Maiduguri Flour Mills: The “Untapped” Goldmine In The Desert

Improving the Internally Generated Revenue base of Borno State, tapping from the enormous hidden treasures of the Maiduguri Flour Mills shall be the subject of my discourse in the next few days.

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Entrance Gates of the Maiduguri Flour Mills

I have been keenly following the activities of the Maiduguri Flour Mills in the last ten years when Alhaji Adamu Badejo was the General Manager. Badejo had served as General Manager of the mill for 27 years until his sack in 2013 and subsequent replacement with Maaji Arfo, who is the current General Manager.

Although the Maiduguri Flour Mills Limited is a limited liability company with its shareholding distributed among institutional as well individual investors, my findings show that the major shareholders of the company namely:  Chad basin Development Authority – 25.66%, Borno State Government – 18.16%, Flour Mills of Nigeria Plc, Apapa – 16.67% , Yobe State Government – 14.85%, and New Nigeria Development Co. Ltd – 10.10%; with the exception of the Borno State Government, all have abandoned their obligations to the company which almost went comatose, but was revived by the administration of Governor Kashim Shettima, even though the company is still operating below the installed capacity due to a number of reasons.

The foundation stone of the mill was laid in May, 1981 and the official commissioning took place on 31st may, 1983 with full scale milling and production commencing thereafter. To date, the mill is about 30 years old.

The original installed capacity of the mill was 400 metric tonnes of wheat flour per-day.

In 2006/2007, the mill was re-furbished for optimal performance back to its original capacity for wheat milling. It ran for some period at almost its original capacity until it started declining gradually in performance. In the year 2010, the mills received another round of turn-around maintenance which improved the mills efficiency significantly.

At present, the mill can operate at a capacity of between 280 and 340 metric tonnes of wheat and Maize flour per- day, equivalent to 70% -85% of its installed capacity, but the frequent break downs for repairs/ maintenance coupled with inadequate spare parts/ components and the need for the replacement of some components and parts have reduced the efficiency for which the company was known for.

But after the taking over by the current Chief Executive, Maaji Arfo, he was able to use the in-house trained Engineers and staff to fabricate and fix most of the troublesome parts making the Mill look refurbished and working perfectly.

Maiduguri Flour Mills used to boast of producing the best Semovita (10kg) in the country then, because I happened to know all the millers who were well-trained and many a time I tried to tease them on the “secret” behind such great product, until one of them confessed to me that even the Dangote Groups tried to know the secret behind the Maiduguri-brand Semovita and they didn’t get it correctly.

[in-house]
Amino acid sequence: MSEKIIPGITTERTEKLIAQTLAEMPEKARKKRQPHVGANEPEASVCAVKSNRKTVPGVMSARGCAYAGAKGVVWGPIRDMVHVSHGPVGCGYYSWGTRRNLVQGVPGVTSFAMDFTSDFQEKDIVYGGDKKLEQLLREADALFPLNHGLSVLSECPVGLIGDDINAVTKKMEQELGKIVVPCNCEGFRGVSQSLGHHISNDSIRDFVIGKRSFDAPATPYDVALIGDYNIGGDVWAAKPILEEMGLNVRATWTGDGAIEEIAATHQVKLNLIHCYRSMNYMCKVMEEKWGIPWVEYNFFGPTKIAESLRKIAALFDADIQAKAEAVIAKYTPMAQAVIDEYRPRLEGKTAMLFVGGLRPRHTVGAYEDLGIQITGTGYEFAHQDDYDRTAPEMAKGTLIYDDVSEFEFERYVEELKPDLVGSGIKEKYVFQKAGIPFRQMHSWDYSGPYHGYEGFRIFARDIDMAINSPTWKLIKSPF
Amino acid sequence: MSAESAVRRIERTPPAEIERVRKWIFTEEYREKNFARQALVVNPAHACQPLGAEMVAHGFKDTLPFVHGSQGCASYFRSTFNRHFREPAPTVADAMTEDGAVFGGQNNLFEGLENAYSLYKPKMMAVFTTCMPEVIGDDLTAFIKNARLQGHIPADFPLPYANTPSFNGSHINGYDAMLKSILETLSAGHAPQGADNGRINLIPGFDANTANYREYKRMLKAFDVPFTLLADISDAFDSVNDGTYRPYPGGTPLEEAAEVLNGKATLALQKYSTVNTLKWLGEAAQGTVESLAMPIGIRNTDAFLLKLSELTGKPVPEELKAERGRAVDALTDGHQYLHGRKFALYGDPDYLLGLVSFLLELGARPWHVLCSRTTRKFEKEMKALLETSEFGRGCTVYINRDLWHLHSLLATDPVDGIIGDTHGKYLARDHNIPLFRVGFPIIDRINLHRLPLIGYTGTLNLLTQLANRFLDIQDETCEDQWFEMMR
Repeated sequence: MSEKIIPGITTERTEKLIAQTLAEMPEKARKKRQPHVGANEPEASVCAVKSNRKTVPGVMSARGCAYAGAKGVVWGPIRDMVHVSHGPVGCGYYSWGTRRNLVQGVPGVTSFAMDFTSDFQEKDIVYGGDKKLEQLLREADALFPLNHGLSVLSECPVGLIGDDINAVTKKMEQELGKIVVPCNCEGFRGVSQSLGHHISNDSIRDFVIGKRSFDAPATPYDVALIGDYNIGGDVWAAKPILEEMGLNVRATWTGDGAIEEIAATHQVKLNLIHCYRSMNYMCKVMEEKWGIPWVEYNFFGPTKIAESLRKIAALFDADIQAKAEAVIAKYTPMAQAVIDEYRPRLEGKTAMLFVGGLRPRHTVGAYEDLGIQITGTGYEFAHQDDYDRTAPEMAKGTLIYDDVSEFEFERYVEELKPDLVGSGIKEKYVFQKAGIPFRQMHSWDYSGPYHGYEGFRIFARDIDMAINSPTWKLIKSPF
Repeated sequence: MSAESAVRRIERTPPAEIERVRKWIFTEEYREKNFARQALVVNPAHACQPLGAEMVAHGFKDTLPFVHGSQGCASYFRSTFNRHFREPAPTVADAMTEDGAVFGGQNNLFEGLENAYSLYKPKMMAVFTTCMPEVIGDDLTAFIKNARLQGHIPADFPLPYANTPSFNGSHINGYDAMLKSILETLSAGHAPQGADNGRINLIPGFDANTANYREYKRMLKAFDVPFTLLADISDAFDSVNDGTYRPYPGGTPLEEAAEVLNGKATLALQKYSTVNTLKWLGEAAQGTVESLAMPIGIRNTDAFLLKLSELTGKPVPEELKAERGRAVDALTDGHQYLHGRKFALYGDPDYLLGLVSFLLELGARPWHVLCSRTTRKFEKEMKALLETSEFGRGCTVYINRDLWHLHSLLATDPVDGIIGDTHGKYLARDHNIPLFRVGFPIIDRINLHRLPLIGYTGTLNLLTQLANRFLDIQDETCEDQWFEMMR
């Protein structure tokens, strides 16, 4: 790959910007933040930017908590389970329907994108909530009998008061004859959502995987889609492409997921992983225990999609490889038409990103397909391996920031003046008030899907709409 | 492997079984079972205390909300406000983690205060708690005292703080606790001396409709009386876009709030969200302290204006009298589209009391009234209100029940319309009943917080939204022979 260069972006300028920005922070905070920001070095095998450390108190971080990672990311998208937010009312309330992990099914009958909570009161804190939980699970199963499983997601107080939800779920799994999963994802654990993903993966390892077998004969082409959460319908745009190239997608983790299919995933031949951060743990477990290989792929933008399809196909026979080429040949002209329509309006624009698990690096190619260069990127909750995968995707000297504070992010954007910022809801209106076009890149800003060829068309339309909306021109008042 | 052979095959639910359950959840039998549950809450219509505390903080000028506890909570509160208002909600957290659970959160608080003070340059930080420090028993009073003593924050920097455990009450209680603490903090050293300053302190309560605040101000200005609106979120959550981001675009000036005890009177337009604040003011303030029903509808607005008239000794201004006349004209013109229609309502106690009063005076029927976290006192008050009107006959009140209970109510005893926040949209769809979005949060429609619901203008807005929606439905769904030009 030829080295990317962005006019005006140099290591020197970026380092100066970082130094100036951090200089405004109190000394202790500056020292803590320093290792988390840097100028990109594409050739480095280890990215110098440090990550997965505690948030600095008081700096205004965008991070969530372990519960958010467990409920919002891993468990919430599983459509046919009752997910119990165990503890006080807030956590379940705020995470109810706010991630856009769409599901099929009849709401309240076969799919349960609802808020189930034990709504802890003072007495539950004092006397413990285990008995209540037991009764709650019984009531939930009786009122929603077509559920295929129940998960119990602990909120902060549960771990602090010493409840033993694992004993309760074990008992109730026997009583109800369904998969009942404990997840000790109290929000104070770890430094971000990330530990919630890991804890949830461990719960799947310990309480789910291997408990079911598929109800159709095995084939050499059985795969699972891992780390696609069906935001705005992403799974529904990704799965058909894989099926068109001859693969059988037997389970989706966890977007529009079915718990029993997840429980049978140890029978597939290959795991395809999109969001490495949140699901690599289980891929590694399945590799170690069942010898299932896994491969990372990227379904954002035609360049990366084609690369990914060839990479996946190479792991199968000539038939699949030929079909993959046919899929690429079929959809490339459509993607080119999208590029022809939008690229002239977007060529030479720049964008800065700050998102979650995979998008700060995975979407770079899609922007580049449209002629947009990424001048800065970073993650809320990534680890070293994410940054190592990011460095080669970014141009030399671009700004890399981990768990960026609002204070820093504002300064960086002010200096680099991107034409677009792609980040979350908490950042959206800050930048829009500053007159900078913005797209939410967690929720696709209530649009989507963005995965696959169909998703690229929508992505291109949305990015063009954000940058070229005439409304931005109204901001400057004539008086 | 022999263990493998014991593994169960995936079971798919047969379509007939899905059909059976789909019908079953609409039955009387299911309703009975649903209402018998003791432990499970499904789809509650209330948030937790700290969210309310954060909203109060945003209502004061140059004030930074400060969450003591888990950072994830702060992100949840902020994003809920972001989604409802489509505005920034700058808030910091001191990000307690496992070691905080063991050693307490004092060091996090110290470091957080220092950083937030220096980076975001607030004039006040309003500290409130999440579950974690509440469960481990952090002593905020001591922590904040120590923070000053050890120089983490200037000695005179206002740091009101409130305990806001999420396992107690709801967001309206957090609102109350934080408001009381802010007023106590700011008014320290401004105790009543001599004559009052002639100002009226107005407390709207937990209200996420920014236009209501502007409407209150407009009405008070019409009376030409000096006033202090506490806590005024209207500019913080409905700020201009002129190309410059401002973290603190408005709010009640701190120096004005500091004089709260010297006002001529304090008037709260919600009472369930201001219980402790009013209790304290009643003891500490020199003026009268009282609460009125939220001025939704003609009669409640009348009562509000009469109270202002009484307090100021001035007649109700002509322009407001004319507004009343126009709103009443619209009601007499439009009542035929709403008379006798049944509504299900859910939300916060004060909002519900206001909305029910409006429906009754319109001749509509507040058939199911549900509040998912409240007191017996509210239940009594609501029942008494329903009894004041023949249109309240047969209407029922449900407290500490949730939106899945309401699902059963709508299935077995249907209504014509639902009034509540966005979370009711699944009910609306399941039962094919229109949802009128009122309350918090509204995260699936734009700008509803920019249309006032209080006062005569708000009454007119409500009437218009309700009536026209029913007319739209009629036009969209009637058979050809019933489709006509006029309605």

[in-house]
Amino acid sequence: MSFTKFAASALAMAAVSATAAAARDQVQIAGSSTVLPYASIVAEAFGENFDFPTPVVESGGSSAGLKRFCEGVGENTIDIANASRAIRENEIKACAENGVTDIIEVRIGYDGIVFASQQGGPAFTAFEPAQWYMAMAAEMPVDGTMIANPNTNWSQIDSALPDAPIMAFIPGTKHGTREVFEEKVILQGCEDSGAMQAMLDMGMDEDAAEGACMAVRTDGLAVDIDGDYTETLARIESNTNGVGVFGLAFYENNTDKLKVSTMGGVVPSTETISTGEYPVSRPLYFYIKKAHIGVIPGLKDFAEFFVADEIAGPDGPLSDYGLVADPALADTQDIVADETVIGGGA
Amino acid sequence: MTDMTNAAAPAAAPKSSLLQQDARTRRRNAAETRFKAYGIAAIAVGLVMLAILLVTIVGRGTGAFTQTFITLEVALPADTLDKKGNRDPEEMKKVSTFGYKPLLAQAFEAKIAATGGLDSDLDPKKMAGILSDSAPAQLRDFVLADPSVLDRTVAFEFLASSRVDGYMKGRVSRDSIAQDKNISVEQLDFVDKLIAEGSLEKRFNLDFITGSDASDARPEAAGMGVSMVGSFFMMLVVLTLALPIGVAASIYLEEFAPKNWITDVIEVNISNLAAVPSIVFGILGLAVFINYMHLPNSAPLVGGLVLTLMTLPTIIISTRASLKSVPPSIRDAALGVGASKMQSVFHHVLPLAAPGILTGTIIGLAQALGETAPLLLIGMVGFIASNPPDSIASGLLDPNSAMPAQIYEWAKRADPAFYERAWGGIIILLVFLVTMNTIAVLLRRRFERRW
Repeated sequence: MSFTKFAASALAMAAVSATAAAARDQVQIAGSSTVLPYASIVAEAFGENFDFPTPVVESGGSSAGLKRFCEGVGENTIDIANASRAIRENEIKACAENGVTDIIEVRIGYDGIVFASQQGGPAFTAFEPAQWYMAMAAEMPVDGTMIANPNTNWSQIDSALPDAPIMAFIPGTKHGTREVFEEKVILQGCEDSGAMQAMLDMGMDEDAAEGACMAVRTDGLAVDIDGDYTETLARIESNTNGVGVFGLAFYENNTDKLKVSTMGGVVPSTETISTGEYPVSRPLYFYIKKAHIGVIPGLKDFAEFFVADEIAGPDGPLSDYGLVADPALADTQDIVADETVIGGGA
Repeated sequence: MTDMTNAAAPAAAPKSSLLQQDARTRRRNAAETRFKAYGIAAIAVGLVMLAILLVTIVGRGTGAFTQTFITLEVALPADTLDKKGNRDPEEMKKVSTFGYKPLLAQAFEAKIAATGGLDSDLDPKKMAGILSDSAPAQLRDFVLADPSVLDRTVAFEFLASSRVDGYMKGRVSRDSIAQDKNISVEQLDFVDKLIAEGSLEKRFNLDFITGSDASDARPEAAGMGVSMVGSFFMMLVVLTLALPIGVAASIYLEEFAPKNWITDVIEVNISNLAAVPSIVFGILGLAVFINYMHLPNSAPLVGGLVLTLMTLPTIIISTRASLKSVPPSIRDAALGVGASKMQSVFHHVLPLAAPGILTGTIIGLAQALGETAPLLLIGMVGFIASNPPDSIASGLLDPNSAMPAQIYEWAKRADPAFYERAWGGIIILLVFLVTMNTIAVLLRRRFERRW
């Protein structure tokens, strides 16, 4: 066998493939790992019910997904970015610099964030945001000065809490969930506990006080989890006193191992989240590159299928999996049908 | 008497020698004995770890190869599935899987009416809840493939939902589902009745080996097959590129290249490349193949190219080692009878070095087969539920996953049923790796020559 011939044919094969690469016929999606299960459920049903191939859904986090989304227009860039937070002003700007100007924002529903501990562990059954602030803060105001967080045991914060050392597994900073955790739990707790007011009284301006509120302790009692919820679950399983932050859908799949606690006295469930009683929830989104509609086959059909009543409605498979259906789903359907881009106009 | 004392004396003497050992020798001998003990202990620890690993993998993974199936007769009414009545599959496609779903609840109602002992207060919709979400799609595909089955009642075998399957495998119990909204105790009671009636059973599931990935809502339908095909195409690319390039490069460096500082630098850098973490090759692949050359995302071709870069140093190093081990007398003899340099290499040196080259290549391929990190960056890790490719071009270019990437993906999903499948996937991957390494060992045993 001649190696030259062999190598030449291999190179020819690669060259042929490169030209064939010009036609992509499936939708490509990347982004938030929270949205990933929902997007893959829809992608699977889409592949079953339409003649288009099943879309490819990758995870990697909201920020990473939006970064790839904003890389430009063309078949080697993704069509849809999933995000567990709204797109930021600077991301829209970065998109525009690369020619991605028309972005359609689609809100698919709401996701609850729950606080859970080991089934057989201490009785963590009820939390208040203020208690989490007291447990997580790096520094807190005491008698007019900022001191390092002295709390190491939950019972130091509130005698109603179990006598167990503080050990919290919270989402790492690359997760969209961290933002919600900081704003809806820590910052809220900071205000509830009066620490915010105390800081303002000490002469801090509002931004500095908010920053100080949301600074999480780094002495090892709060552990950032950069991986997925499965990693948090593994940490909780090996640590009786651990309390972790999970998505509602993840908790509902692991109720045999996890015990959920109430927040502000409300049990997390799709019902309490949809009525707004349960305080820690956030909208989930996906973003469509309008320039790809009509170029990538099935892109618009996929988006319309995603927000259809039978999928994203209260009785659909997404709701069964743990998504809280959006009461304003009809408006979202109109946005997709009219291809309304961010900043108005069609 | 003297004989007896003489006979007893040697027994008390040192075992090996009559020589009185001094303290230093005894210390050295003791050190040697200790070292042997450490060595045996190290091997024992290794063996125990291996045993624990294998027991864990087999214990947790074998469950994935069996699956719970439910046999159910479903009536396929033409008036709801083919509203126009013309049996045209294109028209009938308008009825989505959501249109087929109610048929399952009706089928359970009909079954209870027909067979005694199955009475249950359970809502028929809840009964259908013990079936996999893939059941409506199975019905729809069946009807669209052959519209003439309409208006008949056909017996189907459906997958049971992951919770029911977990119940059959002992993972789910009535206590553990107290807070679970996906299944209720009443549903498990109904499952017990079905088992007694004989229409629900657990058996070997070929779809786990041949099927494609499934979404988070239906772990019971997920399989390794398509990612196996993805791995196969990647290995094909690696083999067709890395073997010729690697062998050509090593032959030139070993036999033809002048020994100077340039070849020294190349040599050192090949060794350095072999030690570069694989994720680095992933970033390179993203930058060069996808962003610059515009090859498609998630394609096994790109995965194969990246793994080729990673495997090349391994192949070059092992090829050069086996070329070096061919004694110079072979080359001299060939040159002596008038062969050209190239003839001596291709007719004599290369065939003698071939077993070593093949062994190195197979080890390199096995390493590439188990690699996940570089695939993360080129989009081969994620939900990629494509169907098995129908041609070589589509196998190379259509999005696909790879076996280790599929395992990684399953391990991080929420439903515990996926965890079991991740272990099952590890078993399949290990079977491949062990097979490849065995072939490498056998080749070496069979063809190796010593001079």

Other products produced by the company include: Golden Penny Wheat Flour (Bag 50kg), Golden Penny Wheat Flour (Bag 10kg), and Wheat Offals (Bag 50kg).

These are the products produced in Maiduguri Flour Mills. But the production of the once nourishing Semovita had stopped.

I was told that a minimum of 3,000 bags is being produced per day and a maximum of 4,500 per day, during the period of July to December which is a period of peak production.

In 2014, the marketing team carried out a feasibility study on the possibility of adding two new line in their production channel which was abandoned about 12yrs ago i.e. Production of Maize flour, Maize Grits, and Cassava Flour which is one of the staple foods in the whole of the north and parts of the middle belt region.

In the reports submitted by the team, there is a high demand of the three products and a decision was reached by management to try out the production of these product line in addition to the wheat product due to its high rate of return on investment.

The report also looked into the possibility of penetrating the markets of Chad, Niger, Cameroon and the Central African Republic with products of Maiduguri Flour Mills.

But the multi-million dollar question is: How well are we utilising the mill, considering the urgent need to increase the internally generated revenue base of the state following the dwindling federal allocation?

Do you know that in my years of interaction with those that know much about the mill, the Maiduguri Flour Mills can generate close to N1 billion naira monthly if properly utilised, although the highest it has ever generated was N400m monthly?

I was then reliably informed by a top management staff, who has since left the organization, that the former General Manager of the company, deliberately tied down the company’s growth to some very funny antics  because he doesn’t want the Borno State Government in particular to put much “eye” on what is truly going on in the company, described by my friend as a “Goldmine in the Desert” that can truly turn around the fortunes of Borno State?

To be continued…..

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Source: Christopher Godwin Akaba, Editor In Chief Daily Correspondents

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I am simple, shy but straight forward. But curious and inquisitive.

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Posted in Economy, Food, General

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